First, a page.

- I searched high and low on YouTube for children's shows there. The return to the time spending on searching only pays back occasionally. It is very confusing even to me, a Chinese speaker: which shows are good and age appropriate?
- I was so excited to discover 爱奇艺 Aiqiyi.com ( the YouTube of China that has a large number of Disney movies and Chinese Children's shows), but only to find out that most movies and shows don't play in the U.S. for regional copyright restrictions again!
- When China started to spouts AI robots for kids. I did my research again, bought what I had thought to be a top-of-the-line AI robot 布丁（bù dīng），hoping that the cute green robot would talk with my boys, read Chinese books to them and play Chinese shows and music. We found the robot hard to use, not smart enough to interact with. It played very few shows on a tiny screen. We couldn't even get it to read any of the 10 books it came with. Very soon, the robot became a good looking, expensive toy decorating my son's bookshelf. Yeah, over the years, we have collected a lot of Chinese-learning/playing gadgets! 点读笔 (diǎn dú bǐ， point to read pens), speaking toys, mp3 players, portable DVDs...you name it!
- I tried to exclusively speak Chinese in the precious little family time our family has, but it was hard to always do so! I struggled with the switching back and forth between English and Chinese, maybe consciously and unconsciously worried that I am leaving my non-Chinese speaking husband feeling excluded
I was exhausted...How many parents would have the time, the money, the Chinese speaking skills and the resilience required to continue their children's Chinese learning journey? My Chinese American friends' children are quitting Chinese left and right. I hear guilty, regrets, sadness, helpfulness and sometimes anger in their stories. I realized that I was also in for a crisis.
Mandarin teaching and enrichment resources in the United State are scarce, outdated and hard to find. I started to worry. Would my younger son, who speaks perfect Chinese as a 2 year old, soon follow in his brother’s footsteps, teetering on the brink of quitting Chinese?
While kids in other countries are thriving with world-class English education and growing up to be bilingual, even multilingual, my own children, born in the most developed country in the world, have to put up with a dire Chinese learning situation. It was hard for me to accept that.
I know if I, a native Chinese speaker and former Mandarin language program executive, struggle, those parents who do not speak Chinese fluently may be struggling even more. I know if someone tries as hard as me, but still struggles to create an engaging experience to raise a bilingual kid in the United States, it is not right. Something needs to change.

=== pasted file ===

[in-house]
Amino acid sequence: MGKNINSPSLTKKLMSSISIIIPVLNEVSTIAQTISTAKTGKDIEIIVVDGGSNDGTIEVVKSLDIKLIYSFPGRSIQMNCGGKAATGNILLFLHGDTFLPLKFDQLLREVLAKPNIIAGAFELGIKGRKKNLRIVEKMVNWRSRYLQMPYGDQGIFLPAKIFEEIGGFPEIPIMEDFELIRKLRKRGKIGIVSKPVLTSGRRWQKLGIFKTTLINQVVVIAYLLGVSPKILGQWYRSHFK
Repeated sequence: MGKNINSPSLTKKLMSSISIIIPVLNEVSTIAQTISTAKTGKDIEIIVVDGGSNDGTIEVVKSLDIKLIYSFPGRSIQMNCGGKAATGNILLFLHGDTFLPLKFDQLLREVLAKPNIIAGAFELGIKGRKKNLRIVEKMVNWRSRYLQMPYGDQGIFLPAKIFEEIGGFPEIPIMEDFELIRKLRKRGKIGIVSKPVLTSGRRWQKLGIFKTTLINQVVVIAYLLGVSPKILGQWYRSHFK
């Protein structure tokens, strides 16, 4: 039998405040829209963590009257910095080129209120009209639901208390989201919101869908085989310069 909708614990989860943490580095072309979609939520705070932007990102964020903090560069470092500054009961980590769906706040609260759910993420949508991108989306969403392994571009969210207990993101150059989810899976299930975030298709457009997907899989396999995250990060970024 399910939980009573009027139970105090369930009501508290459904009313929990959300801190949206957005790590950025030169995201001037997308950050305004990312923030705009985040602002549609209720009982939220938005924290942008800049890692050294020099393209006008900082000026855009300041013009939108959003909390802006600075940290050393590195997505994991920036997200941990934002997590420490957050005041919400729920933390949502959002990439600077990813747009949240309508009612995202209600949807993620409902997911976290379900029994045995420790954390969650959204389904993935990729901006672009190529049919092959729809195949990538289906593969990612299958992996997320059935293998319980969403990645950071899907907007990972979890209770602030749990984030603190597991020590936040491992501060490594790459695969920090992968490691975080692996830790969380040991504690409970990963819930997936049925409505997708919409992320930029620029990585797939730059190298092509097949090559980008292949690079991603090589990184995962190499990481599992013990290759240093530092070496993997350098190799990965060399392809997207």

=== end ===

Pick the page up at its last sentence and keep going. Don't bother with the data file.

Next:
Many issues need to be addressed: modernized curriculum, individualized learning, trained instructors…but as a first step, an immersive home environment that enables a child to explore the beauty and intrigue of Chinese language and culture. China is experiencing a boom of children's learning resources. We have a great opportunity to take advantage of it!
When Caelyn and I met, we were delighted to find that, although our family backgrounds were different (a Chinese American "heritage family" v.s. a non-heritage family, a native Chinese-speaking mom v.s. a mom just learning to speak Chinese), our stories, struggles and hopes were the same!
Moreover, we were able to support each other with unique perspectives and great resources that we each worked hard to find on our own. A light bulb went on: why not start sharing with a larger community, one post at a time, to help make it easier for more families to raise bilingual children?
From our action to yours
It was 2 years ago when I came to the realization that, without a change, my sons’ bilingual journeys could be short-lived. I have since researched and tried many different ways to nurture their interest and curiosity, searching high and low for high-quality Chinese language and culture resources.
Ming Ming is almost 4 now and he switches between Chinese and English with ease and delight. Kai Kai is 8. He still doesn't like the weekend community Chinese classes, but he speaks some Chinese again, and begs me to play Chinese movies and take him to China for the summer!
Ming Ming (3) playing "Big Grey Wolf" in a Chinese Show
Kai Kai (7) playing a chess match with a Chinese chess team
Kai Kai (7) enjoying a play date at a Chinese book store
In recent years, high quality Chinese education resources have been emerging. Caelyn and I have learned that there is an avalanche of resources out there, if you know where to look (and how to search in Chinese!), but much more needs to be done so that a busy parent will know where to start.
We want to make it easier for other parents like us to help their children navigate the road to bilingualism. We want to start a movement to improve the Mandarin learning status quo. Ultimately, we want to create a simple and streamlined road map for parents who want to raise bilingual kids in Chinese and English. We hope you will make the journey with us!
With this blog, we’d like to
- Share our resources and experience to make raising English and Chinese bilingual children a more enjoyable and rewarding family experience
- Invite you to share your struggles, resources and best practices.
Raising kids who speak Chinese in a predominately English-speaking country can feel daunting and lonely. If you enjoyed this post or found anything about it helpful, please share the learning with others by liking, commenting, or posting to your social media feeds using the buttons below.
Thanks for reading!